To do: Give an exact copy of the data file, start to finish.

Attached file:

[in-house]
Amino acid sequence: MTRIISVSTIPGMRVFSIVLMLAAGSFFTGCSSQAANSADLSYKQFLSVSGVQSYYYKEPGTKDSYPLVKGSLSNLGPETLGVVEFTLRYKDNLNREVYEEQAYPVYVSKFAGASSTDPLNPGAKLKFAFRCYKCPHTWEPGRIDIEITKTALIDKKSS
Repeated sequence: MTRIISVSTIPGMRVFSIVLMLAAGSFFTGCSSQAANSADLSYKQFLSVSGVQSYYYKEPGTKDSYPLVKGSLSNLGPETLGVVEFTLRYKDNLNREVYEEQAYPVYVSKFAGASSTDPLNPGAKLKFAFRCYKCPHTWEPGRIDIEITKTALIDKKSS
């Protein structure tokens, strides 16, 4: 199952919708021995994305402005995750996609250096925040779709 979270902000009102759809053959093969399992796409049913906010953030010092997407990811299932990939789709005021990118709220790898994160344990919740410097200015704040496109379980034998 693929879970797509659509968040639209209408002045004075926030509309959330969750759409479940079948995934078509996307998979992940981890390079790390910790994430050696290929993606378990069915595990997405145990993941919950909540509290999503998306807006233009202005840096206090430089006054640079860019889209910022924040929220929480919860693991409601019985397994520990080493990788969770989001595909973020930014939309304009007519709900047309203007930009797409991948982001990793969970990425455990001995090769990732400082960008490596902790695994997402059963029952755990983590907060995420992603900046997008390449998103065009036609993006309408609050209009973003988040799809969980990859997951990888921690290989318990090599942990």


[in-house]
Amino acid sequence: MTRIISVSTIPGMRVFSIVLMLAAGSFFTGCSSQAANSADLSYKQFLSVSGVQSYYYKEPGTKDSYPLVKGSLSNLGPETLGVVEFTLRYKDNLNREVYEEQAYPVYVSKFAGASSTDPLNPGAKLKFAFRCYKCPHTWEPGRIDIEITKTALIDKKSS
Repeated sequence: MTRIISVSTIPGMRVFSIVLMLAAGSFFTGCSSQAANSADLSYKQFLSVSGVQSYYYKEPGTKDSYPLVKGSLSNLGPETLGVVEFTLRYKDNLNREVYEEQAYPVYVSKFAGASSTDPLNPGAKLKFAFRCYKCPHTWEPGRIDIEITKTALIDKKSS
């Protein structure tokens, strides 16, 4: 199952919708021995994305402005995750996609250096925040779709 979270902000009102759809053959093969399992796409049913906010953030010092997407990811299932990939789709005021990118709220790898994160344990919740410097200015704040496109379980034998 693929879970797509659509968040639209209408002045004075926030509309959330969750759409479940079948995934078509996307998979992940981890390079790390910790994430050696290929993606378990069915595990997405145990993941919950909540509290999503998306807006233009202005840096206090430089006054640079860019889209910022924040929220929480919860693991409601019985397994520990080493990788969770989001595909973020930014939309304009007519709900047309203007930009797409991948982001990793969970990425455990001995090769990732400082960008490596902790695994997402059963029952755990983590907060995420992603900046997008390449998103065009036609993006309408609050209009973003988040799809969980990859997951990888921690290989318990090599942990």